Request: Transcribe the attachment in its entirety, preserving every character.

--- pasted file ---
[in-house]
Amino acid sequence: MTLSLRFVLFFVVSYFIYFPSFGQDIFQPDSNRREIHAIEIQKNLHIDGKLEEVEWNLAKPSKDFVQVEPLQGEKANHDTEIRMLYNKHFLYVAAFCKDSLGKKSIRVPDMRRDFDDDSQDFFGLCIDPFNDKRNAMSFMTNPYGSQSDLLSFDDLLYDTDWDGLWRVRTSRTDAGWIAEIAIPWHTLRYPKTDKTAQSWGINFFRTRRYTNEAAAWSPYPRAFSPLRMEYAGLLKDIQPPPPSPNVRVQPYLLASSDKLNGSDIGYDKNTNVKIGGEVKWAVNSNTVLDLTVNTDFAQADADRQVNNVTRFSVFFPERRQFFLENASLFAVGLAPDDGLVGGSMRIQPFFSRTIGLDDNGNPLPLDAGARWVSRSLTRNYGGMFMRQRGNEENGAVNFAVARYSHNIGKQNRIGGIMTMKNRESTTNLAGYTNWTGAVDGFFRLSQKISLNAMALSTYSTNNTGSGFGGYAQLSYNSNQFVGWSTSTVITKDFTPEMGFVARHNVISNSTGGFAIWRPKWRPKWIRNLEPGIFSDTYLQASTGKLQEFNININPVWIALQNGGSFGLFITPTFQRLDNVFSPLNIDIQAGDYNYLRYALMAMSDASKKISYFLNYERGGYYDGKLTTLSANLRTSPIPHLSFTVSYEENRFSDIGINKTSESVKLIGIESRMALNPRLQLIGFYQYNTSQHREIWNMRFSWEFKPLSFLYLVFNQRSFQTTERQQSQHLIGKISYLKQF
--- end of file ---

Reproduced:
[in-house]
Amino acid sequence: MTLSLRFVLFFVVSYFIYFPSFGQDIFQPDSNRREIHAIEIQKNLHIDGKLEEVEWNLAKPSKDFVQVEPLQGEKANHDTEIRMLYNKHFLYVAAFCKDSLGKKSIRVPDMRRDFDDDSQDFFGLCIDPFNDKRNAMSFMTNPYGSQSDLLSFDDLLYDTDWDGLWRVRTSRTDAGWIAEIAIPWHTLRYPKTDKTAQSWGINFFRTRRYTNEAAAWSPYPRAFSPLRMEYAGLLKDIQPPPPSPNVRVQPYLLASSDKLNGSDIGYDKNTNVKIGGEVKWAVNSNTVLDLTVNTDFAQADADRQVNNVTRFSVFFPERRQFFLENASLFAVGLAPDDGLVGGSMRIQPFFSRTIGLDDNGNPLPLDAGARWVSRSLTRNYGGMFMRQRGNEENGAVNFAVARYSHNIGKQNRIGGIMTMKNRESTTNLAGYTNWTGAVDGFFRLSQKISLNAMALSTYSTNNTGSGFGGYAQLSYNSNQFVGWSTSTVITKDFTPEMGFVARHNVISNSTGGFAIWRPKWRPKWIRNLEPGIFSDTYLQASTGKLQEFNININPVWIALQNGGSFGLFITPTFQRLDNVFSPLNIDIQAGDYNYLRYALMAMSDASKKISYFLNYERGGYYDGKLTTLSANLRTSPIPHLSFTVSYEENRFSDIGINKTSESVKLIGIESRMALNPRLQLIGFYQYNTSQHREIWNMRFSWEFKPLSFLYLVFNQRSFQTTERQQSQHLIGKISYLKQF